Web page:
Eliminating FGM: Sebei elders draft alternative ‘rite of passage’

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Kampala, Uganda 

Elders in the Sebei region in eastern Uganda have drafted an alternative rite of passage for girls to adulthood, which they say once adapted, will lead to the total elimination of the illegal practice of female genital mutilation (FGM) in the Uganda.

Third Deputy Prime Minister Rukia Nakadama (middle) and Gender and Culture State minister Peace Mutuuzo (2nd-R) attending the meeting on Thursday. Second Exreme right is UNFPA Uganda’s  Country Representative  Dr. Mary Atieno. Photo by Ronald Kabuubi/KMA Updates.

Countries in East and Southern Africa have agreed to make a regional law that will hold perpetrators of Female Genital Mutilation-FGM accountable across borders.

Third Deputy Prime Minister Rukia Nakadama (middle) and Gender and Culture state Minister Peace Mutuuzo (2nd-R) attending the meeting on Thursday. Second Exreme right is UNFPA Uganda’s  Country Representative  Dr. Mary Atieno. Photo by Ronald Kabuubi/KMA Updates.

This decision was taken on Thursday during the third inter-ministerial cross-border meeting for addressing female genital mutilation at Speke Resort Munyonyo.

Third Deputy Prime Minister Rukia Nakadama (R) and Culture State Minister Peace Mutuuzo (2nd-R) attending the meeting on Thursday.Photo by Ronald Kabuubi/KMA Updates.

FGM is the removing the external genitalia of girls and young women for non-medical reasons. In Uganda, FGM is practiced in the six districts of Bukwo, Kapchorwa, Moroto, Nakapiripiti, and Amudat. In neighboring Kenya, it is practiced by the Pukoth, Somalis, Borans, Gabras, and Maasai communities while in Tanzania, it is practiced among the Nyatura, Gogo, Maasai, Pare, Kuria, Hadza, Barabaig, and Iraq.

Third Deputy Prime Minister Rukia Nakadama (2L with Hanifa Muhammed Ibrahim, Somalia’s Women and Human Rights Development Minister)Photo by Ronald Kabuubi/KMA Updates.

While countries have laws to reprimand for instance the surgeons or parents who force their children to undergo FGM, these laws only apply within the borders of a specific country and may not necessarily apply in neighboring countries.

Gender and culture state minister Peace Mutuuzo.Photo by Ronald Kabuubi/KMA Updates.

Third Deputy Prime Minister Rukia Nakadama Middle and Culture State Minister Peace Mutuuzo (R) attending the meeting on Thursday.Photo by Ronald Kabuubi/KMA Updates.

Third Deputy Prime Minister Rukia Nakadama (L  )with Hanifa Muhammed Ibrahim, Somalia’s women and human rights development minister)Photo by Ronald Kabuubi/KMA Updates.

Ms.Commissioner,Gender and Women Affairs Angela Nakafeero,Ministry Of Gender,Labour and Social Development.Photo (middle) by Ronald Kabuubi/KMA Updates.

Peace Mutuuzo, the State Minister of Gender and Cultural Affairs says such a law will go a long way in stopping the practice of parents sneaking into neighboring countries to carry out FGM.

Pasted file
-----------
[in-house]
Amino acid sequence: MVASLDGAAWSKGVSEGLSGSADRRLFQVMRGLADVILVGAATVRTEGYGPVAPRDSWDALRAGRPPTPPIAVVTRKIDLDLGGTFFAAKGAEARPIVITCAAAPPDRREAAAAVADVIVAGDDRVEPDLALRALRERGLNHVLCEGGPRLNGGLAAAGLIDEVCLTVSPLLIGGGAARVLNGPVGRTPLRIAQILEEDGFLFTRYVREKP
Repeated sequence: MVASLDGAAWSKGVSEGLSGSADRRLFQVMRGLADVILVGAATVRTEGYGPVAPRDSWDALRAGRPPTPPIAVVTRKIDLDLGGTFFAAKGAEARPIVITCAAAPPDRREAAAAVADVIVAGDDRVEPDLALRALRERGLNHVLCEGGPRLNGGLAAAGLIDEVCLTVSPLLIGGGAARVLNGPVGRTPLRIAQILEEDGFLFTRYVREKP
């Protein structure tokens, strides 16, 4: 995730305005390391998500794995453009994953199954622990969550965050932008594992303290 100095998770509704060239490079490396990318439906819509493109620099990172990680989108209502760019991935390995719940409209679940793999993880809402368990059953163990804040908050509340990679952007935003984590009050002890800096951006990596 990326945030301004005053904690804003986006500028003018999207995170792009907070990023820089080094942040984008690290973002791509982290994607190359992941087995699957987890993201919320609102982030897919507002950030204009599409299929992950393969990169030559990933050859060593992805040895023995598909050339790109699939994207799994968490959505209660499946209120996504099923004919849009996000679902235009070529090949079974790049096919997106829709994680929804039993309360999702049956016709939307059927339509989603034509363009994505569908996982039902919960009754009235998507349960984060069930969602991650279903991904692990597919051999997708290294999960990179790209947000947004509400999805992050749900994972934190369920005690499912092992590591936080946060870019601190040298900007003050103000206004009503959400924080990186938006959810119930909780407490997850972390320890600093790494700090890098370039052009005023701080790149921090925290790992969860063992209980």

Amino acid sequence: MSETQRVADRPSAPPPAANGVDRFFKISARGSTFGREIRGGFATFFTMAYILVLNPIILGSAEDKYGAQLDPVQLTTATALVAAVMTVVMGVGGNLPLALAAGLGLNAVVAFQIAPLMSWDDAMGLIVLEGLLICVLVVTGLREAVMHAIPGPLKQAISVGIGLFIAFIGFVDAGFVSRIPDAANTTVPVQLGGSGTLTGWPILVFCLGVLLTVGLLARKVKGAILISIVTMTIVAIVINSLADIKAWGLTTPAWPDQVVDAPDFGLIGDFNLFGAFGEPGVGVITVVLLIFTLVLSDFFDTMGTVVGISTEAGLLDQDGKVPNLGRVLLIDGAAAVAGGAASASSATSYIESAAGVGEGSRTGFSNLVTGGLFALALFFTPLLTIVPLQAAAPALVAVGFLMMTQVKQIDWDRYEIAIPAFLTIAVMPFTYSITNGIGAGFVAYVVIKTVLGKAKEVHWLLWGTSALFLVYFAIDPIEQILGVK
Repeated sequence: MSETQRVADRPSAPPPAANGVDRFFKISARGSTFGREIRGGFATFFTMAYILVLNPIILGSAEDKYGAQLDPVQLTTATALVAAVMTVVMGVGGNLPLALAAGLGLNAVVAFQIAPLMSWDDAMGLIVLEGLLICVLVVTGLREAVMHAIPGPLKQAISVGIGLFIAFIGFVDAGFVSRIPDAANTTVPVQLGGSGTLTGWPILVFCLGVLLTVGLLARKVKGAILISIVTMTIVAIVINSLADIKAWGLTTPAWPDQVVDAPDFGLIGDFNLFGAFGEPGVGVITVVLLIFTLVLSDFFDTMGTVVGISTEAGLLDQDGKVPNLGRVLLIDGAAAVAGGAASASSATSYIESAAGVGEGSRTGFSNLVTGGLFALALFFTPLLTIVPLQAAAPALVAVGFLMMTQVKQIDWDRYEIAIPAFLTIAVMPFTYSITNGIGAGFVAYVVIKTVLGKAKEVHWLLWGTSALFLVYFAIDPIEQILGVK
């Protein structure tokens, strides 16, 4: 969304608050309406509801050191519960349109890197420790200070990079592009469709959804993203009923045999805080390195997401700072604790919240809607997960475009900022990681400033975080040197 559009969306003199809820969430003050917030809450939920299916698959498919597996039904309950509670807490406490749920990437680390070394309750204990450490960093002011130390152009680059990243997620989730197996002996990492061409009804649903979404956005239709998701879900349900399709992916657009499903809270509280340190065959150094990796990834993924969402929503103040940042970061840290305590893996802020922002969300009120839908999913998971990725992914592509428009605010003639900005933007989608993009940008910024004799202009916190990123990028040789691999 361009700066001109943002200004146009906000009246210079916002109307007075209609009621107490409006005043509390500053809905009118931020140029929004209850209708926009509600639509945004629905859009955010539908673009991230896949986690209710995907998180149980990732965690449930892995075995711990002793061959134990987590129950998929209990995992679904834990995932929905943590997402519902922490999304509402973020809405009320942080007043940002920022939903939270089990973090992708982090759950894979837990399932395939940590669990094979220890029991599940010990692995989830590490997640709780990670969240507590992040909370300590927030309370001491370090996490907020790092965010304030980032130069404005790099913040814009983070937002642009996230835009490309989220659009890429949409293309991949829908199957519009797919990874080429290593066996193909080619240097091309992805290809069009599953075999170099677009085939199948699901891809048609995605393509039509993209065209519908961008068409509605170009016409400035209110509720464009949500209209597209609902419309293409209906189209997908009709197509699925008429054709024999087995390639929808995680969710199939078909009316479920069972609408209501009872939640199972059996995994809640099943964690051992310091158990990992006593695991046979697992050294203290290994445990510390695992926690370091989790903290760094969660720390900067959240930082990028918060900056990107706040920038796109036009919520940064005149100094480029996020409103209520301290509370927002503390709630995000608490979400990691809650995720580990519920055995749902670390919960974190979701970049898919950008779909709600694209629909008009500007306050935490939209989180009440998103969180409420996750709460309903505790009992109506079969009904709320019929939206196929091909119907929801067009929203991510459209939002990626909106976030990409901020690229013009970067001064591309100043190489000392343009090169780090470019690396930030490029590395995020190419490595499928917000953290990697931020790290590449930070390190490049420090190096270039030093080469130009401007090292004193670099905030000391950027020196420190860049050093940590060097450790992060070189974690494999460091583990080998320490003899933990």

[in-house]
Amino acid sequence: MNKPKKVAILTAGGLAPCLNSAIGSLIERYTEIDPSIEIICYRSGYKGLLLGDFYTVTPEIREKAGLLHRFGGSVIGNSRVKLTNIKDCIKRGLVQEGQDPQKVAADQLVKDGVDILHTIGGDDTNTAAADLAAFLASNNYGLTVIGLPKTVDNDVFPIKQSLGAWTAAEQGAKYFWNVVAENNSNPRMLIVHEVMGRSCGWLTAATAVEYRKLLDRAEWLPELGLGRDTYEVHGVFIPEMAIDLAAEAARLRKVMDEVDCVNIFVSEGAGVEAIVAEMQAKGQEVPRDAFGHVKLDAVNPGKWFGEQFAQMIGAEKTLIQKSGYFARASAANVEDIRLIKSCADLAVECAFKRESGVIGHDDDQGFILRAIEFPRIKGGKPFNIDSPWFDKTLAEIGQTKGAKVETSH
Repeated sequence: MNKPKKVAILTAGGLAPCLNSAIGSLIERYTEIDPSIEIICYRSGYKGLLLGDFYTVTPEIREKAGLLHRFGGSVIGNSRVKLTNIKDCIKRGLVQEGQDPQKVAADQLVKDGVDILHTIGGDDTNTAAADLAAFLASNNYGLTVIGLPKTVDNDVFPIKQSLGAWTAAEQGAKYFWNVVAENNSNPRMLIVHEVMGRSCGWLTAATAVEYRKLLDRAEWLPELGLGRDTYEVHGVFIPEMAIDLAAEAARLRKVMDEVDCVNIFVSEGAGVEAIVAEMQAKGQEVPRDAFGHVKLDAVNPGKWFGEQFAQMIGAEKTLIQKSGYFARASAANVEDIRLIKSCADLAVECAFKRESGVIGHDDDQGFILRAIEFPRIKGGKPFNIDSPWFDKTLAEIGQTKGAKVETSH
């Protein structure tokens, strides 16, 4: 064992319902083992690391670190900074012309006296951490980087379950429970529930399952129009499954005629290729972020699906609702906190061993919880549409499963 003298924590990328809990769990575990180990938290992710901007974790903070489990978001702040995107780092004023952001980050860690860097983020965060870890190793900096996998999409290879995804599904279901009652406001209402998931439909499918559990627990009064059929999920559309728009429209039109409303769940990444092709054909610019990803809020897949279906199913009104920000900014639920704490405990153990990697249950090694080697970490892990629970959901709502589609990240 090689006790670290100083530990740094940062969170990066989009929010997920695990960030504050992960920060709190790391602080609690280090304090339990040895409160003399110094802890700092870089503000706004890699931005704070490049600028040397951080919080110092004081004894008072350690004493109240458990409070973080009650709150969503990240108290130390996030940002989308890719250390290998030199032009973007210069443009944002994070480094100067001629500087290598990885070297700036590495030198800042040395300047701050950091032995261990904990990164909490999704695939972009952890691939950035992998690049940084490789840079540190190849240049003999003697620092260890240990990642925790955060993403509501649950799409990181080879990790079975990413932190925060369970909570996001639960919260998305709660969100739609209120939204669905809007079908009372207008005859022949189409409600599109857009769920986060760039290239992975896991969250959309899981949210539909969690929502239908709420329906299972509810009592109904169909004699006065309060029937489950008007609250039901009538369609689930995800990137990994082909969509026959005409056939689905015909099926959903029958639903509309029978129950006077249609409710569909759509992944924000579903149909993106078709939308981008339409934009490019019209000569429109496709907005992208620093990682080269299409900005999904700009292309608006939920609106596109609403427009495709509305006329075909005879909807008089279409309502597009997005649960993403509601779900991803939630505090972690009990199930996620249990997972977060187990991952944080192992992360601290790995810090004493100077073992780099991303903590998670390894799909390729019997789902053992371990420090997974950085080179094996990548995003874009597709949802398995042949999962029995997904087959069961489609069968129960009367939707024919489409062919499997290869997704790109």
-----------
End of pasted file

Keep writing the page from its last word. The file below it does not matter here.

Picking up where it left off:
She says one of the areas that the law will address is the new practice of persons carrying out medical FGM.

In addition to this, delegates also suggested the introduction of alternative rites of passage such as; blessing pronouncements carried out by the father, dances, or communal meals.

Jessica Kusuro Yego, a psychology specialist who has carried research on FGM, and also a member of the Sabiny Cultural Institution says alternative rites of passage such as pronouncements are viable options to replace FGM.

Frank Mugabi, the Ministry Of  Gender.Labour and Social Development Spokesperson and  the Master Of Ceremonies of the day.Photo by Ronald Kabuubi/KMA Updates.

Jessica Kusuro Yego, a psychology specialist who has carried research on FGM, and also a member of the Sabiny Cultural Institution says alternative rites of passage such as pronouncements are viable options to replace FGM.

“Blessing pronouncement where pronunciations are made by a father where he anoints the girl’s head and blesses her at her graduation ceremony into womanhood are alternatives that can replace FGM,” she said.Photo by Ronald Kabuubi/KMA Updates.

This youth group from Kapchorwa put up a lively cultural performance for the delegates.Photo by Ronald Kabuubi/KMA Updates.

“Blessing pronouncement where pronunciations are made by a father where he anoints the girl’s head and blesses her at her graduation ceremony into womanhood are alternatives that can replace FGM,” she said.

This youth group from Kapchorwa put up a lively cultural performance for the delegates.Photo by Ronald Kabuubi/KMA Updates.

This youth group from Kapchorwa put up a lively cultural performance for the delegates.Photo by Ronald Kabuubi/KMA Updates.
This youth group from Kapchorwa put up a lively cultural performance for the delegates.Photo by Ronald Kabuubi/KMA Updates.

This youth group from Kapchorwa put up a lively cultural performance for the delegates.Photo by Ronald Kabuubi/KMA Updates.

Bernadette Loloju, the Chief Executive Officer of the Anti- FGM board in Kenya says communities can use alternatives such as dancing or sharing meals instead of cutting.

Globally, an estimated 200 million cases of FGM are reported. UNFPA estimates show that 48.5 of these cases occur in Uganda, Kenya, Tanzania, Ethiopia, and Somalia.

The Independent.

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